The Network is the Storage
To reap the benefits of SANs, you have to figure out how they fit in with your existing LAN, WAN, and enterprise infrastructures.
By Vance McCarthy
The era of storage-area networks (SANs) is starting to take shape. Work is now under way that will make SANs a viable option for just about any enterprise--whether centralized, LAN, or WAN.
The SAN concept, which is being fueled primarily by advances in Fibre Channel, accommodates high capacity and split-second access by marrying highly scalable hosts and storage servers with high-speed (and sometimes long-distance) networking. The ability to daisy chain a variety of host storage devices across the campus--or across the country--promises more scalable, more manageable, and more highly available data storage than ever before.
The basic benefits of a SAN approach to storage are so promising that more than 50 storage and networking companies late last year formed an industry association--the Storage Networking Industry Association (SNIA)--to tackle a variety of thorny issues surrounding SANs and network-attached storage (NAS).
The primary goal of SNIA is to nail down the technical details and develop specifications for a suite of de facto standards for SANs and NAS. In November, the SNIA mapped out a list of several "must have" technologies that are needed before SANs become widely adopted (see sidebar "SNIA Faces Challenges").
In addition to these longer-term goals, SNIA participants are focusing on how SAN-enabled technologies will be rolled out to the public. They want to make sure SANs will be suitable for the three major types of networks--LANs, enterprise networks, and WANs. (For more information about SNIA, go to www.sresearch.com/snia.)
SANs and LANs
For the most part, advocates of upgrading from SCSI to Fibre Channel have made the most progress in advancing their technologies to the gigabit-per-second SAN.
In a Fibre Channel SAN, a variety of hosts and storage subsystems are connected through a gigabit-speed hub (in an arbitrated loop configuration) or switch (in a fabric configuration). Via hub and switch networking technologies, optimally tuned for data storage and retrieval, large numbers of users can simultaneously access data stored on a network of storage devices. The goal is to break through SCSI`s inherent limitations in data delivery speeds and the number of users (initiators) that can simultaneously access any storage device.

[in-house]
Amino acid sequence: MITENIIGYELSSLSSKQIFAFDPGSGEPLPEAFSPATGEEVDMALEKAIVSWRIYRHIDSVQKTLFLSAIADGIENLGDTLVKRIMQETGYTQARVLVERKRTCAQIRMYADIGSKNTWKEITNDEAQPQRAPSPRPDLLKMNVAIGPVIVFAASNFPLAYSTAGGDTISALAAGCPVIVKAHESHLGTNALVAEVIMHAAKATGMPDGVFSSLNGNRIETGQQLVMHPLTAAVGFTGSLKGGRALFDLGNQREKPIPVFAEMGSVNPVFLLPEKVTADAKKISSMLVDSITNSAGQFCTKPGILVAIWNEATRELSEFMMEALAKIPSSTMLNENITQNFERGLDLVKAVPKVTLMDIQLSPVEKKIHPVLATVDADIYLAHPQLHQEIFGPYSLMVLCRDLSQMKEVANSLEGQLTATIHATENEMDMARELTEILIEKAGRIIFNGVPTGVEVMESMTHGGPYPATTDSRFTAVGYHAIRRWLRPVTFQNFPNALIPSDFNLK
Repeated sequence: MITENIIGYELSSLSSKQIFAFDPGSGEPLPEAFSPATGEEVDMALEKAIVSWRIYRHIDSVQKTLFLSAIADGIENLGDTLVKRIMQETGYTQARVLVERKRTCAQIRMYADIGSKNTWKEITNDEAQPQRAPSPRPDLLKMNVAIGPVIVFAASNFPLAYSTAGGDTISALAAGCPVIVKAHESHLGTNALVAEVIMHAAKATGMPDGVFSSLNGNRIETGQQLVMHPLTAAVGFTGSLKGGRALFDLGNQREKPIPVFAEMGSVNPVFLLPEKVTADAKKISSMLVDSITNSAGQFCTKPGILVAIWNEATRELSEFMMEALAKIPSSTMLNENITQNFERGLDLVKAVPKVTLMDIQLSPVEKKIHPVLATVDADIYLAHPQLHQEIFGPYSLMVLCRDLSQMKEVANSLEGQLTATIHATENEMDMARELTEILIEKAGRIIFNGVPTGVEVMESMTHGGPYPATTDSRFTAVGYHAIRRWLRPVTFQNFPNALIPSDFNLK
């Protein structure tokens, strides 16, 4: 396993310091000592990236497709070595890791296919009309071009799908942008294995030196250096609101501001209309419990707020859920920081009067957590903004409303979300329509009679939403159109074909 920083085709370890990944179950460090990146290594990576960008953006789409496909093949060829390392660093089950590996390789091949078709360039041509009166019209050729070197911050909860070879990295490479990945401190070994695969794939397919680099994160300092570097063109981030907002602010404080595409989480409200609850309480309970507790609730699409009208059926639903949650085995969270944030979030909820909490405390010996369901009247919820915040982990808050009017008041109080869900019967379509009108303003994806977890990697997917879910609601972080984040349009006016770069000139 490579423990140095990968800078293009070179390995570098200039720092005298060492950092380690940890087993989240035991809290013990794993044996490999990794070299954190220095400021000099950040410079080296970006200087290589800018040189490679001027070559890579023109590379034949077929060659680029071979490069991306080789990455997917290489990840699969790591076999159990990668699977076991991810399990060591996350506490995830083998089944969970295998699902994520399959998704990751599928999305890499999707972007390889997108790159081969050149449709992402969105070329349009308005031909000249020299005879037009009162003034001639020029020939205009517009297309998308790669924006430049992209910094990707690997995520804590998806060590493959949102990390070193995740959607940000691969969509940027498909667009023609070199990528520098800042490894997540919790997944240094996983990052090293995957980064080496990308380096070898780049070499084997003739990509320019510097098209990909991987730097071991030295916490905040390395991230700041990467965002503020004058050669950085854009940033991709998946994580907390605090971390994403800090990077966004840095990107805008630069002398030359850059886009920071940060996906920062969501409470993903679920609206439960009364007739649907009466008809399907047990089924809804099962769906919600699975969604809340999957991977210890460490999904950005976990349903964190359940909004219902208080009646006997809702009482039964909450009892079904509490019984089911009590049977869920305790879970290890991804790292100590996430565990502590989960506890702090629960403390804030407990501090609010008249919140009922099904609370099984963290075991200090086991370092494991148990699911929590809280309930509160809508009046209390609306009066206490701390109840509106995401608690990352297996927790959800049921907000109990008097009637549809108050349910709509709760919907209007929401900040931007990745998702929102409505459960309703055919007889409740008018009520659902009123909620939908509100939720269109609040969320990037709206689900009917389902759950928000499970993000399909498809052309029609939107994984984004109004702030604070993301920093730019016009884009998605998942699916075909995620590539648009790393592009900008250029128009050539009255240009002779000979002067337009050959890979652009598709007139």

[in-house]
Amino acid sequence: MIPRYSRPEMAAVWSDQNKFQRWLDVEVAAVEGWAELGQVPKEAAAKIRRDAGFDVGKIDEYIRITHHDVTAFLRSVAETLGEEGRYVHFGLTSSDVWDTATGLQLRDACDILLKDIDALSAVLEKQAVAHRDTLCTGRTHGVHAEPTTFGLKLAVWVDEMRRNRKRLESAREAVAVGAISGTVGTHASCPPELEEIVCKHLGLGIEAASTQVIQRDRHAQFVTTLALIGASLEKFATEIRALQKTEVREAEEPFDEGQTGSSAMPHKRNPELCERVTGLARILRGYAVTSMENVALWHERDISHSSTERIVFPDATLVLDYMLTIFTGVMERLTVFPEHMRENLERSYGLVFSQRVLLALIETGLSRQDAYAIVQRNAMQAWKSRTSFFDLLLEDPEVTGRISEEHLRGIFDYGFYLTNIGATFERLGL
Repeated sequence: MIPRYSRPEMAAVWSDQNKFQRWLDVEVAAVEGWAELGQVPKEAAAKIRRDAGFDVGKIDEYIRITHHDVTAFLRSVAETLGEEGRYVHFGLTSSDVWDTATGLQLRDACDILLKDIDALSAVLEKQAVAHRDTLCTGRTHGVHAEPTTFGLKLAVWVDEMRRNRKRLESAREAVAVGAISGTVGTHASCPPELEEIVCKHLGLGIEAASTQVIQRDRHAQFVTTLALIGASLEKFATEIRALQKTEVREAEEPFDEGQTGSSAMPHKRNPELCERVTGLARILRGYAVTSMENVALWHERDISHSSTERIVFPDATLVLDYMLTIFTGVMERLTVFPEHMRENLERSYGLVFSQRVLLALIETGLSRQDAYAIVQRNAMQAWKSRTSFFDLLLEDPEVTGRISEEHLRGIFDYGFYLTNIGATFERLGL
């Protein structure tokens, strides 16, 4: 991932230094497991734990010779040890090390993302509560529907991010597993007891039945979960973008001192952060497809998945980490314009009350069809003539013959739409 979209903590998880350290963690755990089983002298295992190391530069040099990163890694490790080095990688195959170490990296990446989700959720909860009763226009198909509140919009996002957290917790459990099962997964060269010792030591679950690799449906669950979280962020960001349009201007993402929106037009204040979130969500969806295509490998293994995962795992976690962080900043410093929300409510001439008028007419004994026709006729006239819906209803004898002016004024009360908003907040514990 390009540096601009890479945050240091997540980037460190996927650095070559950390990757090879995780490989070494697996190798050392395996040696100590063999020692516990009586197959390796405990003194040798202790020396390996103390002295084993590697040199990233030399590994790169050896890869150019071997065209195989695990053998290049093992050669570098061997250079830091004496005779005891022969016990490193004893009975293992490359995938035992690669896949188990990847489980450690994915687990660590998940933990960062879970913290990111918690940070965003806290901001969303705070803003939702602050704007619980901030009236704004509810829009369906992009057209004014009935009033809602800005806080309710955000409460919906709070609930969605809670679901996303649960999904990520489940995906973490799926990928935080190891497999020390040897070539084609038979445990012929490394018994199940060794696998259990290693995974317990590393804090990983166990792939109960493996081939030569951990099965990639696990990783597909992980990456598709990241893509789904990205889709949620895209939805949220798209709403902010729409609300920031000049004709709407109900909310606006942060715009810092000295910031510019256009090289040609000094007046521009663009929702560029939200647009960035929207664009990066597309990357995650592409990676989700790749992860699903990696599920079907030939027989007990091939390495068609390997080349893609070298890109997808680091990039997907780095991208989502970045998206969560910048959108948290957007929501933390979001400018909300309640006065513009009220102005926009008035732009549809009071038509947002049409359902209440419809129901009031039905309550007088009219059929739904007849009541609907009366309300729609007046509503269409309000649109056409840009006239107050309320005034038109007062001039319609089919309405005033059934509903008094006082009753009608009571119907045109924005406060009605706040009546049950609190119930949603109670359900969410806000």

This approach to SANs also allows users to continue to scale their networks with more storage capacity without reconfiguring their LANs or buying additional RAID servers (which offer storage bundled with sometimes unneeded CPUs).
Vendors such as Arcxel, Brocade Communications, Gadzoox Networks, Emulex, McData, and Vixel, along with other hub and switch vendors, have joined together under the aegis of the Fibre Channel Association (FCA) to promote future standards for this emerging high-speed storage technology.
One missing piece, according to many of these companies, is a way to manage all these connections. "Management is key to a high-speed SAN, especially when you`re providing fault tolerance and a high quality of service," says Bill Lozoff, director of marketing at Gadzoox. "Another key element is being able to readily grant access to a large number of users, and yet maintain data integrity through file locking and other version-control techniques."
Pending a formal standard for these software technologies, Gadzoox has licensed high-availability code from Veritas Software. Gadzoox` Ventana Management Architecture, now shipping with the company`s Gibraltar line of Fibre Channel hubs, provides simplified troubleshooting; status reports on hub configuration and port availability; and a graphical view of data throughput over the SAN.
SAN and the Enterprise
For some vendors of large storage devices, such as EMC, the advent of the SAN answers other questions. For EMC, the key advantage of SANs is to expand the capabilities of centralized data stores.